Why are sensors designed to mimic the eye’s spectral response?

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NateW Forum Member • Posts: 85
Why are sensors designed to mimic the eye’s spectral response?

First of all, let me say that I know I’m punching above my weight class here. I’m sure there’s something I’m misunderstanding or missing, so I just want to be clear that I’m offering these questions out of curiosity, not necessarily contention with the way things are done

Anyway, If you were to use a theoretical digital camera that perfectly corresponds to the Luther-Ives condition to photograph the full color spectrum and then display that image on a theoretical monitor who’s primaries perfectly match the color response of the sensor wouldn’t you end up with an image that distorts color by effectively multiplying the the color response boundaries of the human eye? For instance, in the true red (say, 620-680nm) part of the spectrum the response of the human eye falls off quickly; if the camera response also falls off just as quickly wouldn’t you be doubling the visual fall off?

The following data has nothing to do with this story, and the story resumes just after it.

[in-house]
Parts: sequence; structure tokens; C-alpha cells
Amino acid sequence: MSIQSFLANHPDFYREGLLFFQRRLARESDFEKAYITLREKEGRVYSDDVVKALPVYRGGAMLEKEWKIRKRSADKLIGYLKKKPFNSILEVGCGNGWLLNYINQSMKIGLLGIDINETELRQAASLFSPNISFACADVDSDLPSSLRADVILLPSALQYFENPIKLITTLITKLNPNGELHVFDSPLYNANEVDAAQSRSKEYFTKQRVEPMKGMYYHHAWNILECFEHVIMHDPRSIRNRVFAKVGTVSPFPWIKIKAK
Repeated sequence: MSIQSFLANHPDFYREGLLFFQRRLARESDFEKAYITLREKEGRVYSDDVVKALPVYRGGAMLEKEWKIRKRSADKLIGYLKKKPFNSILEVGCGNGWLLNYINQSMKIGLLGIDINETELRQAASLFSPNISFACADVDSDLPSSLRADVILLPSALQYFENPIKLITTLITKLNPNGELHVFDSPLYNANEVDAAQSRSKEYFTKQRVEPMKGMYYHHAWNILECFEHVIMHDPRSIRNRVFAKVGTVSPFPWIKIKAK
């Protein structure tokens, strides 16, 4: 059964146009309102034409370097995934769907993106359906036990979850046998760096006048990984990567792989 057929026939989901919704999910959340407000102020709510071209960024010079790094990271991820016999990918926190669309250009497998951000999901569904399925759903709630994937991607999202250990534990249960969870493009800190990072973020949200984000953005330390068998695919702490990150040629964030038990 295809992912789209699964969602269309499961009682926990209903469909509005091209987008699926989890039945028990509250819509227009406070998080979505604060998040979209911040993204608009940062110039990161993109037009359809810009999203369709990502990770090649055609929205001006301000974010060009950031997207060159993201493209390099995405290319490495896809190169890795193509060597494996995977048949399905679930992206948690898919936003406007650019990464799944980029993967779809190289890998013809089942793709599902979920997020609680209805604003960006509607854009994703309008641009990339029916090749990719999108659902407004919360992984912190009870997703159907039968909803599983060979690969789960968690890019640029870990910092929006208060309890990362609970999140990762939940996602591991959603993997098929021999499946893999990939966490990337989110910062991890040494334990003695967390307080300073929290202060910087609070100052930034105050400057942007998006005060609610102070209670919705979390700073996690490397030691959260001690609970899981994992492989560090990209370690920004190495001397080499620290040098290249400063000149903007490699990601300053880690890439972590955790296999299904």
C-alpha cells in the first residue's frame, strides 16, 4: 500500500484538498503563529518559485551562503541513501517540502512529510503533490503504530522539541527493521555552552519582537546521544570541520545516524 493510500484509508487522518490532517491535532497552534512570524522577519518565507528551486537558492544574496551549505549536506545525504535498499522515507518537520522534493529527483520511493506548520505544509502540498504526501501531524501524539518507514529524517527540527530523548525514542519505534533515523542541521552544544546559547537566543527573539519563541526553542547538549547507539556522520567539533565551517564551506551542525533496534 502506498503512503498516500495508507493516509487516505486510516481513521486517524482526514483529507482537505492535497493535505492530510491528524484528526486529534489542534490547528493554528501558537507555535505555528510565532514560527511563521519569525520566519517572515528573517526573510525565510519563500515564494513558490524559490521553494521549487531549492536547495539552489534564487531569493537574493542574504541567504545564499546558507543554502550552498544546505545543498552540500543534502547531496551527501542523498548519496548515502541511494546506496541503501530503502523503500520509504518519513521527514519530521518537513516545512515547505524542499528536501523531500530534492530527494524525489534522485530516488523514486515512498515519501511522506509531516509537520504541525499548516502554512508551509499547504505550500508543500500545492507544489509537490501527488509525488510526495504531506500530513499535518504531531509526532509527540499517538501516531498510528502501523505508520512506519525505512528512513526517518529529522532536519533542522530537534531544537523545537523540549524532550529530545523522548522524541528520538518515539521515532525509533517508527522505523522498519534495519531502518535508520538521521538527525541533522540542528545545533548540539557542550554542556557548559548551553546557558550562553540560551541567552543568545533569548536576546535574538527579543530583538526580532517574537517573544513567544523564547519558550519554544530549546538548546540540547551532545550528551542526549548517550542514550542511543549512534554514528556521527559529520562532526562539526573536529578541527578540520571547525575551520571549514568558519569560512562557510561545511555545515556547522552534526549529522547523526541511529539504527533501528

In the analog realm film stocks are typically much more sensitive to these deep reds than the human eye and images are printed on paper whose dyes reflect light beyond the deep reds into the near IR. Thus when viewed by human eyes (under light that emits these near IR wavelengths) the red response is rolled off naturally.

I understand that displays aren’t capable of displaying the same full spectrum that print paper dyes pass, but wouldn’t it make more sense then to design sensors to be closer to physically achievable display/print color gamuts?

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